Throughout numerous steepings, this tea’s flavors shifted in a harmony of dark, earthy sweetness, and baked notes, cereal, and sweet potato. On the first steeping (10s), it had a robust richness: dark chocolate, cooked ripe fruits, malt syrup. The liquor had the kind of silky mouth-feel I have only experienced with certain green and oolong teas. The infusion smelled of unsweetened cocoa, cereal, and had a tart note that was not represented in the liquor.
On the second infusion (15s) the sweetness was more subdued, and the baked, cereal notes became stronger. This trend continued through additional steepings. The sweetness never left the liquor, but the richer, dark notes of sweetness became brighter. The tartness I had noted in the infusion never really asserted itself in the liquor, though aeration did bring it out—a sort of sharp caramel, citric quality vaguely similar to the aroma of demerara sugar.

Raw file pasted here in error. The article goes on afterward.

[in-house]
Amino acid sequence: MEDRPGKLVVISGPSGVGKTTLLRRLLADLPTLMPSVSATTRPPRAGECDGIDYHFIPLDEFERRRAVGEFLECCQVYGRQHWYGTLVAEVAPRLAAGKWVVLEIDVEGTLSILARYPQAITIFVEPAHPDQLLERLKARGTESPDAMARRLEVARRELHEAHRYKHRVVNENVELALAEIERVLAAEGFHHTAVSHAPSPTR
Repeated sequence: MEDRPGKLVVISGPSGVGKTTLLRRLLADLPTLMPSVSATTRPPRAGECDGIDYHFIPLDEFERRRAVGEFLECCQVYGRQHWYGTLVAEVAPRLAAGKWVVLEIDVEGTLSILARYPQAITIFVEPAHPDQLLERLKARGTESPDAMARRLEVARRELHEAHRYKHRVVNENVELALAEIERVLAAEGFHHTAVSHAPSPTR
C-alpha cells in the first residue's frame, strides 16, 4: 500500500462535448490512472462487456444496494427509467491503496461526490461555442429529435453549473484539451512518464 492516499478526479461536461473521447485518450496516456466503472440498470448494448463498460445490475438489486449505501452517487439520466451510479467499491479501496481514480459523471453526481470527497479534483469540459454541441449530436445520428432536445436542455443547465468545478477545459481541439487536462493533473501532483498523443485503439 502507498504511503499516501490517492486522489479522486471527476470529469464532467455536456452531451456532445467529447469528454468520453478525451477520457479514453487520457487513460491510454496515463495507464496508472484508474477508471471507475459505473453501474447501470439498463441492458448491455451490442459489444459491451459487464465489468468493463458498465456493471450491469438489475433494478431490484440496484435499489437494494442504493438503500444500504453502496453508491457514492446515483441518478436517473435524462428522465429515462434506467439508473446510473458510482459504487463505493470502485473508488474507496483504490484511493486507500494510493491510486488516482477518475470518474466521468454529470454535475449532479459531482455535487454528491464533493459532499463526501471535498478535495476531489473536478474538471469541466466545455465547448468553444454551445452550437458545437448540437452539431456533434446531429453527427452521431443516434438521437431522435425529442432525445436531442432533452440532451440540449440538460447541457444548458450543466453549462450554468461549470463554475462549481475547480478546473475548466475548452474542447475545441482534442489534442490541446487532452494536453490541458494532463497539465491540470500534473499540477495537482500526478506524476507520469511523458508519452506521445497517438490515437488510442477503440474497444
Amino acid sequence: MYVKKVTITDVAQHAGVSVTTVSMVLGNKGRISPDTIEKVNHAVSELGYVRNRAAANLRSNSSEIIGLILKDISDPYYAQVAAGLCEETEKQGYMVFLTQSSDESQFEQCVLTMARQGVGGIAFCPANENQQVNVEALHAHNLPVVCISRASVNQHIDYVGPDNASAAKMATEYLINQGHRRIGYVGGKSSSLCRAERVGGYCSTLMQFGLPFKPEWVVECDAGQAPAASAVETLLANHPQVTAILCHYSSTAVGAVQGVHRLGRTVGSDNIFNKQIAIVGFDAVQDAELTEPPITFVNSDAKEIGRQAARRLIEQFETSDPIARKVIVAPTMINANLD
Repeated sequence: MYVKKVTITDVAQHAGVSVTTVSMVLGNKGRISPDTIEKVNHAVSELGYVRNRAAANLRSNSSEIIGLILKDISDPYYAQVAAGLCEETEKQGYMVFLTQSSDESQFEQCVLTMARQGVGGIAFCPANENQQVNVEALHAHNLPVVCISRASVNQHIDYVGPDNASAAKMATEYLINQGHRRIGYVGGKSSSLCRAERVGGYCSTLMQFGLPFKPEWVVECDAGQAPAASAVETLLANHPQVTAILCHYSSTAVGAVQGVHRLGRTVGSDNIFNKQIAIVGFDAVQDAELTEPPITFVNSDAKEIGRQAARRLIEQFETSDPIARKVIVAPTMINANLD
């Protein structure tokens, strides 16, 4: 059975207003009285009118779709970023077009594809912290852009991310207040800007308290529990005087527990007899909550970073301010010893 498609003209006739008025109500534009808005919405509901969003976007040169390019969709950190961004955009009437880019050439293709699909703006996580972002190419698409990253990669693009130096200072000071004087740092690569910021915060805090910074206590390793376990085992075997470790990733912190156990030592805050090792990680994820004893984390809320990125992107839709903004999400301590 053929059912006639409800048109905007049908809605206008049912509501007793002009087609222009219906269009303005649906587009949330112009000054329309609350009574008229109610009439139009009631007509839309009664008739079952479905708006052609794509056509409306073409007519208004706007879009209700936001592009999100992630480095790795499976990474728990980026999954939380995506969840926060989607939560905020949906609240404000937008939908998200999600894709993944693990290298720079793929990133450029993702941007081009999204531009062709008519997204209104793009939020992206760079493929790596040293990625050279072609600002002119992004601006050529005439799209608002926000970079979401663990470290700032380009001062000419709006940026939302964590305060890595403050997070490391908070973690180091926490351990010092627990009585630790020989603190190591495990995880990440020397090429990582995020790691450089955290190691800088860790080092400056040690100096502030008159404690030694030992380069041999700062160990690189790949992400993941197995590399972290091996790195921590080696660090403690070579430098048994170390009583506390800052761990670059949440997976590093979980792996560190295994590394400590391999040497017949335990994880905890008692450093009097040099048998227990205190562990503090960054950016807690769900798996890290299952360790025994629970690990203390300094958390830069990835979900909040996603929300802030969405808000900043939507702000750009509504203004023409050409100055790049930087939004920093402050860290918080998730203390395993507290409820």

The liquor from the first two or three infusions was complex, with too many nuances for me to describe. Later steepings were simpler, less dark and rich, though always playing on a balance of grain and earthy sweetness. I was able to enjoy 6 steepings before the liquor became insipid and unpleasant, which is significantly fewer than recommended by Verdant Tea, but I also started with longer steeping times. On my next attempt, I will follow their recommendations more closely.
This is a wonderful tea. The first infusion was incredibly rich and easily stands out from other Chinese black teas, such as the Golden Monkey and Bailin Gongfu, that I have been enjoying lately. I definitely look forward to trying this again.
4.2g tea (half the sample) • 90ml Gaiwan • 212°F • 6 steepings (10s, +5)
Flavors: Baked Bread, Cocoa, Coffee, Dark Chocolate, Graham Cracker, Grain, Malt, Stewed Fruits, Sweet Potatoes